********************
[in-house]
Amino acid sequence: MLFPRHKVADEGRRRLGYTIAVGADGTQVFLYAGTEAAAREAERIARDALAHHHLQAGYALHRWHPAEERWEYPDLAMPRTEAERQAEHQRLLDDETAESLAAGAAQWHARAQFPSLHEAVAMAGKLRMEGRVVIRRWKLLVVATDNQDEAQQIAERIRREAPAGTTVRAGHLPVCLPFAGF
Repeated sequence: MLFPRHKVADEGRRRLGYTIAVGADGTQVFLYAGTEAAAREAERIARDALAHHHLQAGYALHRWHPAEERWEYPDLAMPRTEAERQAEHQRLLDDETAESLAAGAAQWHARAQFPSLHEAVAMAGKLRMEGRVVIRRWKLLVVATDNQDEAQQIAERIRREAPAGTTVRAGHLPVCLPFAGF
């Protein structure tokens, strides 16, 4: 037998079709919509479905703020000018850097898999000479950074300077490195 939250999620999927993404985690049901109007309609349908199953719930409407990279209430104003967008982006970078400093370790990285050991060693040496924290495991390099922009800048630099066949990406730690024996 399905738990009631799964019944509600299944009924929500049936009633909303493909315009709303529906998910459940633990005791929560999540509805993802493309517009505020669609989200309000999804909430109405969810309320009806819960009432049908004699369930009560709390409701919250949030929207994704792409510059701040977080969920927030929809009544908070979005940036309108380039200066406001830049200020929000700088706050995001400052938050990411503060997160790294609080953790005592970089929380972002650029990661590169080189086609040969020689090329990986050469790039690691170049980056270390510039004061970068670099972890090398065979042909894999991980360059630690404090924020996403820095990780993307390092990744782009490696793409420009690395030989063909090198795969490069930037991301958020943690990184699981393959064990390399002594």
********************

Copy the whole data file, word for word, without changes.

[in-house]
Amino acid sequence: MLFPRHKVADEGRRRLGYTIAVGADGTQVFLYAGTEAAAREAERIARDALAHHHLQAGYALHRWHPAEERWEYPDLAMPRTEAERQAEHQRLLDDETAESLAAGAAQWHARAQFPSLHEAVAMAGKLRMEGRVVIRRWKLLVVATDNQDEAQQIAERIRREAPAGTTVRAGHLPVCLPFAGF
Repeated sequence: MLFPRHKVADEGRRRLGYTIAVGADGTQVFLYAGTEAAAREAERIARDALAHHHLQAGYALHRWHPAEERWEYPDLAMPRTEAERQAEHQRLLDDETAESLAAGAAQWHARAQFPSLHEAVAMAGKLRMEGRVVIRRWKLLVVATDNQDEAQQIAERIRREAPAGTTVRAGHLPVCLPFAGF
């Protein structure tokens, strides 16, 4: 037998079709919509479905703020000018850097898999000479950074300077490195 939250999620999927993404985690049901109007309609349908199953719930409407990279209430104003967008982006970078400093370790990285050991060693040496924290495991390099922009800048630099066949990406730690024996 399905738990009631799964019944509600299944009924929500049936009633909303493909315009709303529906998910459940633990005791929560999540509805993802493309517009505020669609989200309000999804909430109405969810309320009806819960009432049908004699369930009560709390409701919250949030929207994704792409510059701040977080969920927030929809009544908070979005940036309108380039200066406001830049200020929000700088706050995001400052938050990411503060997160790294609080953790005592970089929380972002650029990661590169080189086609040969020689090329990986050469790039690691170049980056270390510039004061970068670099972890090398065979042909894999991980360059630690404090924020996403820095990780993307390092990744782009490696793409420009690395030989063909090198795969490069930037991301958020943690990184699981393959064990390399002594």